A Post-Mortem of the Malicious event-stream backdoor.
Last week the imaginable happened. A malicious package, flatmap-stream, was published to npm and was later added as a dependency to the widely used event-stream package by user
right9ctrl. Some time, and 8 million downloads later, applications all over the web were unwittingly running malicious code in production. We wrote some early thoughts on our blog last week, moments after the incident came to light, but are now able to perform a deeper post-mortem including a timeline of the events as they took place. Thanks go to many others who also investigated this issue, and in particular GitHub user
maths22, who reverse engineered the malicious code.
What is the event-stream package?
The event-stream package is a toolkit that provides utilities to creating and managing streams. Authored by Dominic Tarr (
~dominictarr on npmjs), it is one of 422 packages he owns on npmjs. The event-stream package has a total of 84 releases, dating back to v0.5.2, in 2011, and having regular releases up until version 3.3.4, two years ago.
Throughout event-steam’s total development, it received contributions from 33 different contributors, but most of its contributions were delivered in its early days and has only reviewed minor changes since then:
The project had received over 2000 stars, been forked 139 times and 62 GitHub users have signed-up for notifications on any changes happening in the project. The project was used by 3931 other packages (excluding scoped packages).
The Timeline of Events
Here is a timeline showing some of the major milestones in the project history, and the key moments during the malicious incident. We’ll look into each point on the timeline, and more, in detail below.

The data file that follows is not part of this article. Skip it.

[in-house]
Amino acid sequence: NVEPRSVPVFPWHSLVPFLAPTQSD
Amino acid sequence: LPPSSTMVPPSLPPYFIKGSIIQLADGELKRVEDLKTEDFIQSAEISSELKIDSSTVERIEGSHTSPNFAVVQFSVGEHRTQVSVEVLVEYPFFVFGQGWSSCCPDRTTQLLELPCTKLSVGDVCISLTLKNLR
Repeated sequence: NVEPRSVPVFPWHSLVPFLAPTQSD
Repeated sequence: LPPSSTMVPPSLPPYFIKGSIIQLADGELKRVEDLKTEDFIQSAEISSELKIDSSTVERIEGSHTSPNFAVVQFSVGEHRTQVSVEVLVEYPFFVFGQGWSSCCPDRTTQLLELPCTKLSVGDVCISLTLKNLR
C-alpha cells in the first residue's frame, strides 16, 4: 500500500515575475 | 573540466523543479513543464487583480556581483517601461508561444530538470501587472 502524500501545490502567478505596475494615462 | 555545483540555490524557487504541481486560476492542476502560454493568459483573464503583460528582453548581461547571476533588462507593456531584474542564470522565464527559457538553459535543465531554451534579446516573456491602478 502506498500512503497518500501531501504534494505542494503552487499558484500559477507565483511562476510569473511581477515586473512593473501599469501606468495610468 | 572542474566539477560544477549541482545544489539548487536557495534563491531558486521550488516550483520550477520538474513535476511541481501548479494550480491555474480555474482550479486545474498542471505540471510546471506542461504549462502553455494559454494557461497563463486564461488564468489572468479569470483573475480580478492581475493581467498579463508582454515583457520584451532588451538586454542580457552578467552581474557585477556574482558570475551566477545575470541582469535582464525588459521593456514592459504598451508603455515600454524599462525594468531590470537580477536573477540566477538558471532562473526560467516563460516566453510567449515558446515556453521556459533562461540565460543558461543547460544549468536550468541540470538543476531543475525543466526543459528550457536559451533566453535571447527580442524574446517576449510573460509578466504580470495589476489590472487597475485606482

Chain of Events
We’ll take a look at the chain of events which led up to the use of the malicious flatmap-stream package. These events were researched from public GitHub information, Google cache, and npm.
31st July, 2015: GitHub user,
devinus, comments on an issue on the event-stream project questioning whether a flatmap functionality would be welcomed, to which the package maintainer,
dominictarr, replies positively stating that a user contribution would be accepted:
We could speculate that the later to be discovered malicious user
right9ctrl could well have used this information to plan and execute an elaborate social engineering attack on the project.
August 5, 2018: a user who identified as “Antonio Macias” in npm created and published a non-malicious package called flatmap-stream.
Next, Antonio Macias proposed that the event-stream project used in the flatmap package. GitHub user
right9ctrl approached Dominic Tarr asking to assist with the project and to make the necessary changes to introduce the flatmap functionality, by pulling in the flatmap-stream dependency. Dominic accepted
right9ctrl’s offer and makes them a contributor to the event-stream GitHub project, as well as gave
right9ctrl full npm publishing rights for the module on the npm ecosystem. Dominic later confirmed during the incident report that he no longer had any publishing rights for the module on npm to remedy the incident (i.e. by removing the infected 3.3.6 version from npm)
Soon after, a series of innocuous commits were pushed by
right9ctrl to the event-stream GitHub repository:
September 4, 2018: an innocent dependency upgrade.
September 4/5, 2018: added map and split examples 0cc, ee8, c08, 05b
September 5, 2018: released event-stream version 3.3.5 with 918.
September 9, 2018: the flatmap-stream dependency was added under e31
September 9, 2018: created a new minor event-stream release 3.3.6 in 599
September 16, 2018: flatmap-stream was removed from the event-stream code in 908 and from the dependency tree in 2bd and released as a major version, 4.0.0
September 20, 2018:
right9ctrl adds further cosmetic code changes that enhance the project’s keywords in 60d to presumably further improve the search results on the official npmjs.com registry website
October 5, 2018: a new minor version firstname.lastname@example.org was released with the injection attack in its minified source code. Installations of event-stream will now also fetch the new infected 0.1.1 version of flatmap as a transient dependency.
There is no more evidence of any further work to the event-stream project by the
right9ctrl user, whose profile has now been removed from GitHub and npm, although can still be accessed via Google cache for introspection:
October 29, 2018: